“This will help decrease the number of public announcements without any selections and increase applicant placement, leading to an improved applicant experience and ensuring agency hiring managers can select the talent they need,” the document states. “To scale these best practices, OPM is building functionality to engage subject matter experts (SMEs) in technical assessments and leveraging centralized technology platforms to allow agencies to share approved applicant lists, so hiring managers can quickly see resumes of applicants who have been assessed and are ‘pre-cleared’ for immediate selection.”

Last year, the State Department and the Chief Data Officer’s Council were among the organization demonstrating the SME approach to hiring.

HR managers attrition rate is high

The administration recognizes that changes to the hiring process are helpful, but will go nowhere without a strong and skilled group of human resources employees and managers.

“Over the last five fiscal years, retention rates for HR management professionals have consistently trailed the governmentwide average retention rate (69.7% to 77.2%),” the document states.

The Office of Management and Budget set up a hiring assessment line of business in 2021. In the 2022 budget “passback” document, OMB told agencies to make sure they are spending money to ensure their human resources and hiring managers have the necessary tools and capabilities to bring on the talent necessary to meet all of these goals.

These and many other efforts come under the guise that the federal workforce hasn’t kept the pipeline of employees at all age ranges flowing.

“The federal workforce has an average age of 47 years. Almost 29% (635,016) of employees are older than 55, while 8.3% (182,472) of employees are younger than 30, an increase from 8.1% (compared to December 2020),” the budget states.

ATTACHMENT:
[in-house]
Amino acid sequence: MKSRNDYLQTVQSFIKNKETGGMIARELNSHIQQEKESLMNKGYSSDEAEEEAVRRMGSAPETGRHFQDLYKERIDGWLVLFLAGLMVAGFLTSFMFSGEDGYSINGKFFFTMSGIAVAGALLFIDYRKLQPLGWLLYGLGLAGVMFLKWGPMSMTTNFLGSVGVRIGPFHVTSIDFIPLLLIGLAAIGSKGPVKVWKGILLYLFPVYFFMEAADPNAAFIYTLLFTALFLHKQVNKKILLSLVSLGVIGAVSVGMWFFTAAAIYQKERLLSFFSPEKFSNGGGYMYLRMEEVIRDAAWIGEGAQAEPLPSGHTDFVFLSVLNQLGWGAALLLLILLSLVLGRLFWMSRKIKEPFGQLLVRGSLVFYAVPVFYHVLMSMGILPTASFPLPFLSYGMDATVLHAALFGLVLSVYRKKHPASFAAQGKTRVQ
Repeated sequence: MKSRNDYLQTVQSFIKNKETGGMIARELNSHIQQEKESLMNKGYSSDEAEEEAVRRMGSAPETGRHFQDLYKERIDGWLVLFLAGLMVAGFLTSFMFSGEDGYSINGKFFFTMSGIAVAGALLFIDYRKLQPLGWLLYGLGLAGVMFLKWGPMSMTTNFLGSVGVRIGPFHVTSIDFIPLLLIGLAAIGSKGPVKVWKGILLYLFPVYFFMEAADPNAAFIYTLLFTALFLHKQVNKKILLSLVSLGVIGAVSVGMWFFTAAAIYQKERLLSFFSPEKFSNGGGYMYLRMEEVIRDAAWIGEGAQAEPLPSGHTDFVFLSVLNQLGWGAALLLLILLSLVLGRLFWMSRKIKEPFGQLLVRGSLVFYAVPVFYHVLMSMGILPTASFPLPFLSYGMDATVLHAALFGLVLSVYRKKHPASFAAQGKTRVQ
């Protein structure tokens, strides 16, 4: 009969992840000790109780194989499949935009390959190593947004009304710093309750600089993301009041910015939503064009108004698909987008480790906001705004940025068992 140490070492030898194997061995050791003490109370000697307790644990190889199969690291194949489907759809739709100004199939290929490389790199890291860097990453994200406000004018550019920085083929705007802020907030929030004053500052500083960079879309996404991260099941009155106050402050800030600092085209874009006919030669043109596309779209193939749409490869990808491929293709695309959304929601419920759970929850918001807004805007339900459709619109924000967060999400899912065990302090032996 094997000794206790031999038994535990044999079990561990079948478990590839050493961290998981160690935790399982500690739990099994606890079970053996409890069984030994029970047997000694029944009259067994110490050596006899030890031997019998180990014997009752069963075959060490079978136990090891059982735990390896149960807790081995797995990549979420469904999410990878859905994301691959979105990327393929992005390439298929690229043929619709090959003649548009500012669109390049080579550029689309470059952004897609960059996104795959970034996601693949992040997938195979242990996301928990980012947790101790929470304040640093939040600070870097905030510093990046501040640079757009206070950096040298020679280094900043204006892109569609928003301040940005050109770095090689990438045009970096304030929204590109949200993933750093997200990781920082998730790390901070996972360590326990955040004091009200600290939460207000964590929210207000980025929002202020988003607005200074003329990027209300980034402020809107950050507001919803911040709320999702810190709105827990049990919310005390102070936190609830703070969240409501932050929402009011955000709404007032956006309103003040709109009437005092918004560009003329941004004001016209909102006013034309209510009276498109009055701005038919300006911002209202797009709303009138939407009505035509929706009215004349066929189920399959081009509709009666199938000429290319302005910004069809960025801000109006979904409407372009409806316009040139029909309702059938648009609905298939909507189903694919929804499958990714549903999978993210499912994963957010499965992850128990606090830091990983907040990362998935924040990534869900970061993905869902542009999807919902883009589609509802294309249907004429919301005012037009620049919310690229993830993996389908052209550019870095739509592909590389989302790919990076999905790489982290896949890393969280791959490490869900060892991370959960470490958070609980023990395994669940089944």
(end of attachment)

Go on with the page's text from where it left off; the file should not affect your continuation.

OMB said the age gap is widening specifically at the 24 large and mid-sized agencies since 2007. This is especially true for some hard-to-hire career fields like technology, where federal IT workers under 30 make up about 3.5% of the total workforce.

Source: White House 2023 budget request to Congress, March 2022.

The administration also is addressing the return to the office challenges agencies face. It is encouraging leaders to remain flexible and agile as the hybrid workplace continues to evolve.

“Rather than providing a prescriptive set of new policies and rules that agencies must follow in determining future work arrangements, the administration is committed to encouraging innovation, creativity, experimentation, learning and evidence-building in different work environments,” the budget states. “By utilizing expanded flexibilities in work arrangements and increased adoption of technology similar to private sector strategies, the government will enhance its ability to recruit and retain top talent.”

Reinvigorate Federal Executive Boards

OMB said agencies should continue to pay attention to long-term trends that will open the door for continued innovative approaches that balance mission needs with employees’ health and welfare needs.

Finally, the administration is changing the governance and funding structure of the Federal Executive Board (FEB) community. It wants to create a $10 million Line of Business and establish a FEB program management office to improve collaboration outside of the Washington, D.C. area.

“Centered around a coordinated set of workforce and administration priorities, FEBs will focus on local recruitment efforts helping to build the next generation of Federal talent from diverse communities. In particular, leveraging FEBs to build internal and external relationships that will fortify federal talent pipelines and recruitment is urgent given the challenges federal agencies face around federal hiring,” the documents state. “It is expected that this FEB reform effort will lead not only to a new governance structure in Washington, D.C., but also to enhanced practices in FEBs across the nation. A greater focus on pooling resources in areas of common interest will advance program efficiencies and cost savings and lead to better engagement opportunities for federal employees in the field enhancing overall agency mission resilience. For example, FEBs will have expanded resources and capabilities to support the federal workforce in engaging directly with their communities and serving as coordinated and targeted recruitment hubs that can connect federal agencies with regional talent pools, such as local educational institutions. Renewed FEBs will be able to assist in ensuring a more diverse workforce with representation from underserved communities and regions across the nation.”